The Internet is Becoming More Energy Efficient, But Total Energy Use is Climbing

Internet Energy Efficiency
At first glance, someone looking at the numbers for the energy consumption of the Internet might say: "The Internet was using 2x more power in 2006 than in 2000! That's terrible!" But the whole picture looks more like: "Between 2000 and 2006, Internet traffic increased by 3.2 million times yet energy consumption only doubled!"

Read on for more details.Earth2Tech says:

newer networking technologies are generally more efficient. Older technologies like dialup and traditional wireline connections use 3.56 kWh per GB. Newer technologies including fiber and power lines use .77 kWh/GB, while cable uses .72 kWh/GB and DSL sips a low .17 kWh/GB. These figures don’t include the power consumption of the end-device like a laptop or a cell phone. Also remember the measurement is energy per gigabyte of data, and newer networks also transmit significantly more data than older networks.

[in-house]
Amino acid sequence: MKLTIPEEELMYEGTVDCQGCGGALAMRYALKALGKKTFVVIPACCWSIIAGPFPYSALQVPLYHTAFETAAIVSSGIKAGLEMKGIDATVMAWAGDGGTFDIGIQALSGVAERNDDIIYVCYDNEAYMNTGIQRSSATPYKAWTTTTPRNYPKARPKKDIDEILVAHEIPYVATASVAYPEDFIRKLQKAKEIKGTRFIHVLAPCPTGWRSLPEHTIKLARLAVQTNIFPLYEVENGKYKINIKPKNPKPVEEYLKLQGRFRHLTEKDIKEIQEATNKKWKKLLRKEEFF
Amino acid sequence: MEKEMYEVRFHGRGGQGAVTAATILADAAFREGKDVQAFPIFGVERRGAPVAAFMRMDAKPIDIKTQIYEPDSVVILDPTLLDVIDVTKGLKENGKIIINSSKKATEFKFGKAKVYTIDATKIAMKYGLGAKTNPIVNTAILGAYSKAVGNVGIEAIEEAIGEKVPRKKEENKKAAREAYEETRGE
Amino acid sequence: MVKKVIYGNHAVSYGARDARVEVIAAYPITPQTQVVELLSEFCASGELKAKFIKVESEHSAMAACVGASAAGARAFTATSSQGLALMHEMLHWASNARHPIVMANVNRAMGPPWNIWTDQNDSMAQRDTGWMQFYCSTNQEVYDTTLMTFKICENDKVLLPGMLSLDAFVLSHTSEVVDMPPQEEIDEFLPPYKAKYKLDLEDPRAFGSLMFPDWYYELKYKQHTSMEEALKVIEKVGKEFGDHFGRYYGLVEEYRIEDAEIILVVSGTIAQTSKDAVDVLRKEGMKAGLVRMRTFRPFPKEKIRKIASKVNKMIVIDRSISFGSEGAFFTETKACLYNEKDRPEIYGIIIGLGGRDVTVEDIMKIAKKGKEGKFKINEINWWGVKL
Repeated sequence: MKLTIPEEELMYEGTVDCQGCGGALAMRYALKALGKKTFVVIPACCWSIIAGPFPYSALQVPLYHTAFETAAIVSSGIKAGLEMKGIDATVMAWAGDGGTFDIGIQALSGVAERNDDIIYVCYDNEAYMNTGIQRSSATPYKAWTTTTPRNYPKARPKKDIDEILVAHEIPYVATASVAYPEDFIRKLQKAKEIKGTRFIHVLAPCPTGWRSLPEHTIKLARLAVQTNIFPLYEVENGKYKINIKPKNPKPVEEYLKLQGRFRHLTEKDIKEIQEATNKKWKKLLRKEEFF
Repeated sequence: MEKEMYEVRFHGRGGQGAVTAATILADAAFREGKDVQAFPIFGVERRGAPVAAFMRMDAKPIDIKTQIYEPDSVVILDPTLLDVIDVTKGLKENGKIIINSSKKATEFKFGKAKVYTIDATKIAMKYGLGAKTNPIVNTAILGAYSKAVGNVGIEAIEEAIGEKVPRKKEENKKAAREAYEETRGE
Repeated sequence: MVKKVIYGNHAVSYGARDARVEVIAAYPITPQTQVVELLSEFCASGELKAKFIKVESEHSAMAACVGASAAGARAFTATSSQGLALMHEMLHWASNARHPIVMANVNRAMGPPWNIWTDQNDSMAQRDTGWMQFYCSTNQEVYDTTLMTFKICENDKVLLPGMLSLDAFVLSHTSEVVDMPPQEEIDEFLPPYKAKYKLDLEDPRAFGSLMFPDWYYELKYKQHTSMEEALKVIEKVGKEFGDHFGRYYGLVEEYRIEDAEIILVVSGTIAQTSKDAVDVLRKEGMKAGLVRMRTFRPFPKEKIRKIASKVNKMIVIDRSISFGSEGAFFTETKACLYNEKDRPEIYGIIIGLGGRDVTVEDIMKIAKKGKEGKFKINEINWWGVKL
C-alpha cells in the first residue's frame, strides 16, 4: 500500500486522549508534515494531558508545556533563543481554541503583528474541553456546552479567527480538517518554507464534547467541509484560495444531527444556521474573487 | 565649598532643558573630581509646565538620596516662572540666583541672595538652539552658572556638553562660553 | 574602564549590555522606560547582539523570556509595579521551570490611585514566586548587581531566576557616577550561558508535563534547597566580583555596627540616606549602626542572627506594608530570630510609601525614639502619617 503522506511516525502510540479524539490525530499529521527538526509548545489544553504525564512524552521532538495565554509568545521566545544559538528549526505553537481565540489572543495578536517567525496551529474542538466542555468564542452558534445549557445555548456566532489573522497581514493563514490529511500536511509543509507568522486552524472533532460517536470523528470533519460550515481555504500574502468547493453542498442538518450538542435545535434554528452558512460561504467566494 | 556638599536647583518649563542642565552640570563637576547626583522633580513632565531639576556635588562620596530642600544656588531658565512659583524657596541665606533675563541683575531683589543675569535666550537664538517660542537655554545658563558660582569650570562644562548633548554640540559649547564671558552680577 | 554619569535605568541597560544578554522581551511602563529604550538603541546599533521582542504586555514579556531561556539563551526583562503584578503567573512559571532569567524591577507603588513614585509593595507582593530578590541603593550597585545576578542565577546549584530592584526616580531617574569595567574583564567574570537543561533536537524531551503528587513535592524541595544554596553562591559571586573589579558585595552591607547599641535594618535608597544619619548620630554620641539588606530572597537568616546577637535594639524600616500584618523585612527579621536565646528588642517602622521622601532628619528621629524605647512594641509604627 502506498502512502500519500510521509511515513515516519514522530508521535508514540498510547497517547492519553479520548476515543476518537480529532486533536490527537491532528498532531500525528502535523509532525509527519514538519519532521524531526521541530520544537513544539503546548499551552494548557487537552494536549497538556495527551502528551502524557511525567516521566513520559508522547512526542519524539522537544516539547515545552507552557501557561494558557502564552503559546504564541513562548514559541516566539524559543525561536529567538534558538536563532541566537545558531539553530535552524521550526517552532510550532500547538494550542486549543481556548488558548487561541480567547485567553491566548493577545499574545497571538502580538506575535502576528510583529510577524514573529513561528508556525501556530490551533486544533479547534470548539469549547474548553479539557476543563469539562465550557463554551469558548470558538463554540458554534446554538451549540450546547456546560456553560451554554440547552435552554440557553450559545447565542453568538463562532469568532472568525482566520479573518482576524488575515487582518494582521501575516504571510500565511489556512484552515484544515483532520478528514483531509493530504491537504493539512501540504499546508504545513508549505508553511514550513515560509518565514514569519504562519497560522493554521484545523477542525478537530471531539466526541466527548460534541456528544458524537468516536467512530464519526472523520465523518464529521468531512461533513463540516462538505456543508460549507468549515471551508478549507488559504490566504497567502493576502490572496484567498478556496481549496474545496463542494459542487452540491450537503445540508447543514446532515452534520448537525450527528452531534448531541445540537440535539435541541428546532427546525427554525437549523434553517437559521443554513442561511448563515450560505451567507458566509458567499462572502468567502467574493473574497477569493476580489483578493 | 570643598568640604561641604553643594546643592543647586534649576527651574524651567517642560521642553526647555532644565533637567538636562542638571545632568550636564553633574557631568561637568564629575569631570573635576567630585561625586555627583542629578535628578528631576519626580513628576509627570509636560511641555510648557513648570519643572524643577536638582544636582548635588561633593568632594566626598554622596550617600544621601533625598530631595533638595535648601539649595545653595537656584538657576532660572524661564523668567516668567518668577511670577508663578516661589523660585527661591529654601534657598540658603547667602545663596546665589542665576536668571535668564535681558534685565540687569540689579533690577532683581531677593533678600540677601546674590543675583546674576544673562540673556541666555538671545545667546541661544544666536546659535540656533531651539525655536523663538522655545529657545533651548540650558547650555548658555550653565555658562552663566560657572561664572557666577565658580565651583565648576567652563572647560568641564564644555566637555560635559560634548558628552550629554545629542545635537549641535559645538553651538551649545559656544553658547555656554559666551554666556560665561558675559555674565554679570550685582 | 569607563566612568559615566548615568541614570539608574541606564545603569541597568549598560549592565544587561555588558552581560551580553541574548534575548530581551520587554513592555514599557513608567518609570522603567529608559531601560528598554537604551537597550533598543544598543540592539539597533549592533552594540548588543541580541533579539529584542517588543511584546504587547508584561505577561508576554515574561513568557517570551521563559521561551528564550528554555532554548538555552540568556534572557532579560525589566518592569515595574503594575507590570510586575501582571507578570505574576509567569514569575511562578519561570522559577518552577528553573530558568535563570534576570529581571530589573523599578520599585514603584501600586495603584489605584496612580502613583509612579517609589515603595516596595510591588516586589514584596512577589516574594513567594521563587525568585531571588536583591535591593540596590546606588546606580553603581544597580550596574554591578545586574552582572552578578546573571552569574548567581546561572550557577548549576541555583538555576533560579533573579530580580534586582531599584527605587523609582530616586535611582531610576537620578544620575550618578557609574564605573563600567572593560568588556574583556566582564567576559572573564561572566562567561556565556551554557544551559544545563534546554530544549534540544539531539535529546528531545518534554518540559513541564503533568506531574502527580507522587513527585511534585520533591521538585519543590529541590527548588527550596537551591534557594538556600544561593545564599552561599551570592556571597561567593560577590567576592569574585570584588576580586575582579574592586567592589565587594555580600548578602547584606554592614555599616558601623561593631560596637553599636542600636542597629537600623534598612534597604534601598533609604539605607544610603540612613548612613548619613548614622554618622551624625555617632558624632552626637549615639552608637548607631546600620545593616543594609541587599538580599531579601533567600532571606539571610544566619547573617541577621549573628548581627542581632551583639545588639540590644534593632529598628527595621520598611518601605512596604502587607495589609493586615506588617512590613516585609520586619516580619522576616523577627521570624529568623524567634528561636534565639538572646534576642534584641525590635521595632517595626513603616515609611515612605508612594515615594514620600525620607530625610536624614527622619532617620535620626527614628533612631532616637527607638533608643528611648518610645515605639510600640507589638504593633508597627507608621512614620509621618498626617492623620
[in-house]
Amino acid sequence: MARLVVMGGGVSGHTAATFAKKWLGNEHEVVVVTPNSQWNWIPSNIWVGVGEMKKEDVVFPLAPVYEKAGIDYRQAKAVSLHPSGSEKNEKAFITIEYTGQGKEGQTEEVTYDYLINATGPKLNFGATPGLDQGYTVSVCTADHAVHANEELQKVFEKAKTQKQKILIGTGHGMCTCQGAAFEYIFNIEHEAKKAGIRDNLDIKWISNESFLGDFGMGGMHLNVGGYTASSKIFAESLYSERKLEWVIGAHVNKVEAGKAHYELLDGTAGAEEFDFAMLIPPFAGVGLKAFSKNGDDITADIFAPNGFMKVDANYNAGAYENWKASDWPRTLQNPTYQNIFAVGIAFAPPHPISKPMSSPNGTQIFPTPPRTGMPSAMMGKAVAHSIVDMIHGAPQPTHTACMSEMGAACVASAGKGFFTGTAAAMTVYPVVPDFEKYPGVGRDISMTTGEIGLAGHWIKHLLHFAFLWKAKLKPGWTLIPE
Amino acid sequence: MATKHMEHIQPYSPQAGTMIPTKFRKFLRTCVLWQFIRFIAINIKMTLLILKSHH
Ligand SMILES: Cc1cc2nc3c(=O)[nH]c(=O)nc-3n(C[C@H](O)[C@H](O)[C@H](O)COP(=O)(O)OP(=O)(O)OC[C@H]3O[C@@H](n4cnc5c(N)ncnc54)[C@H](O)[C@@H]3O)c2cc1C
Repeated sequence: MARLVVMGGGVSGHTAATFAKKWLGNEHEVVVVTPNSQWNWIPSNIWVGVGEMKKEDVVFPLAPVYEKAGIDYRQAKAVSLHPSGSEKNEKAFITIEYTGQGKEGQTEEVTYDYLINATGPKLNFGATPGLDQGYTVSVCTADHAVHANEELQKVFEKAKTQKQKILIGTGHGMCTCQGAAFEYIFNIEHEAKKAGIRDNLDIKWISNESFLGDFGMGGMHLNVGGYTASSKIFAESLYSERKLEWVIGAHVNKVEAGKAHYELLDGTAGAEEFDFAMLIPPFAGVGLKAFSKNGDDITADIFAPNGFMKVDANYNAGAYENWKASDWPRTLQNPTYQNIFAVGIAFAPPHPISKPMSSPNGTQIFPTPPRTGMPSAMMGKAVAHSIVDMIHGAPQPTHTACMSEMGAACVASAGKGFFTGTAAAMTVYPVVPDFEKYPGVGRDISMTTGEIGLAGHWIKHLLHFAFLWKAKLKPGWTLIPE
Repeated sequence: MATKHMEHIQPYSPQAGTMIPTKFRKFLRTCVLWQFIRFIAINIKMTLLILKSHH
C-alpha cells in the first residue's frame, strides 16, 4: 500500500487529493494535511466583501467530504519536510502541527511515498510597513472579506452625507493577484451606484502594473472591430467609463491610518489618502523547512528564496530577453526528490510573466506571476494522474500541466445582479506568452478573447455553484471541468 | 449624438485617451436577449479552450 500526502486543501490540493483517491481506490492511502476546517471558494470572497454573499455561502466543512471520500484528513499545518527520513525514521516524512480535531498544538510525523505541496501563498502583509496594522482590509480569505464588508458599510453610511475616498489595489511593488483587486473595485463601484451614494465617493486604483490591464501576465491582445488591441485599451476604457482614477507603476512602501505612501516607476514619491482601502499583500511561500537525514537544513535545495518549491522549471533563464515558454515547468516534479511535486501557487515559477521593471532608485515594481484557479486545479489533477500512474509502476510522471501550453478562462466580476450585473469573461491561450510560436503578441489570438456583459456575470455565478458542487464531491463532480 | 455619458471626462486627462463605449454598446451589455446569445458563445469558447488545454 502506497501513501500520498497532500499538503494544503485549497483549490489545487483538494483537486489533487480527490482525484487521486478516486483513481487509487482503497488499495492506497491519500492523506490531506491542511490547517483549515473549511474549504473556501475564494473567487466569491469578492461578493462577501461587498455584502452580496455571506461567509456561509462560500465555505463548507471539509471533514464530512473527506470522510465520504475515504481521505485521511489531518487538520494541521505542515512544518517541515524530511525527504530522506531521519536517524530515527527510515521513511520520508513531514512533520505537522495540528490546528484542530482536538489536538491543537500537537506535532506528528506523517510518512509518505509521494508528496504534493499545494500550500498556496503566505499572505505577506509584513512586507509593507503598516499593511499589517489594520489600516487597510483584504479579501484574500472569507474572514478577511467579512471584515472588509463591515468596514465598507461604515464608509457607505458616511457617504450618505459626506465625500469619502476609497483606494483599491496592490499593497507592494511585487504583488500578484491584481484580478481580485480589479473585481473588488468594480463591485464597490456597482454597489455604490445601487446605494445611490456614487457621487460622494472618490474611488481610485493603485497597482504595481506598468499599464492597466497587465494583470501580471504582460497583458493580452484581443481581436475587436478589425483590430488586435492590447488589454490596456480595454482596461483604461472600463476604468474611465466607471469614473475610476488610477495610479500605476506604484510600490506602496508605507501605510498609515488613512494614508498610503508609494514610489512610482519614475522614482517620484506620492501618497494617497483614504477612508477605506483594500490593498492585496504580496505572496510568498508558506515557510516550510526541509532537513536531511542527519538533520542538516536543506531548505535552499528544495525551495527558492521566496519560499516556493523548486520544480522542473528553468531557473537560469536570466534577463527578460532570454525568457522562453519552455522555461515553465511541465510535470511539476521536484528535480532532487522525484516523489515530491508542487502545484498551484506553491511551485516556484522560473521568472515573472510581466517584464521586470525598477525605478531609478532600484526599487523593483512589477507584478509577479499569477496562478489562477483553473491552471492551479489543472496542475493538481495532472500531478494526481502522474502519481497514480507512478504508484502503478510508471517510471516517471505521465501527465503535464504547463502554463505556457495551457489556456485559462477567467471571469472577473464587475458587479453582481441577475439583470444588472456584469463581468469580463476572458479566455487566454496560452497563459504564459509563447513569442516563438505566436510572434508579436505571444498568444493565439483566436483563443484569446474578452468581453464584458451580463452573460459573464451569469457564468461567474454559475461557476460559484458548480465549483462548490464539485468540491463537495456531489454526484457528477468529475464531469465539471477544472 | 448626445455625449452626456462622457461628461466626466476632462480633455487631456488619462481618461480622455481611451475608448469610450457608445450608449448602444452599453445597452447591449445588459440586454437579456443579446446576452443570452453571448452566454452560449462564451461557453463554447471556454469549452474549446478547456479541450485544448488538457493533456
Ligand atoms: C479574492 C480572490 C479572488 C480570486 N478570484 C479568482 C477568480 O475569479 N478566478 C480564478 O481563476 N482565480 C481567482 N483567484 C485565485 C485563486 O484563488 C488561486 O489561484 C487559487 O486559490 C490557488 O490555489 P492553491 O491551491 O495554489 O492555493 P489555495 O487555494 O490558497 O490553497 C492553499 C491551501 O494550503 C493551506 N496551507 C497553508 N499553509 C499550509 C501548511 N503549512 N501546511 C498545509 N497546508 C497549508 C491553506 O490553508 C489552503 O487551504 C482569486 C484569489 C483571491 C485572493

Doing More With Less
But this isn't very surprising, really. With "Moore's Law" making CPUs exponentially faster and new tools like software virtualization allowing one server to replace many, it was expected that a doubling of energy consumption would result in many times more data being transfered. One interesting question would be: Does the value that you get from data scale with the amount of data? It's probably not linear, for sure, but there's still value to be had in going from mostly text and static pictures to more audio and video.

If only more things could be like that. Can you imagine a car that you drive 3.2 million more miles this year than 6 years ago, yet you only use twice as much gas? It would still be a big improvement if the Internet (and the power grid in general) had cleaner sources of energy, but considering all the energy saved because of the net (how many people learned about green online and change their lives? how many people voted for greener politicians because of online movements?), the bottom line is probably positive from an environmental point of view, not to mention all the other benefits of worldwide communications.

I find it hard to argue that the world would be a better place without the Internet, and so I think it's near the bottom of the list of things that should be axed for environmental reasons, but maybe I'm biased.

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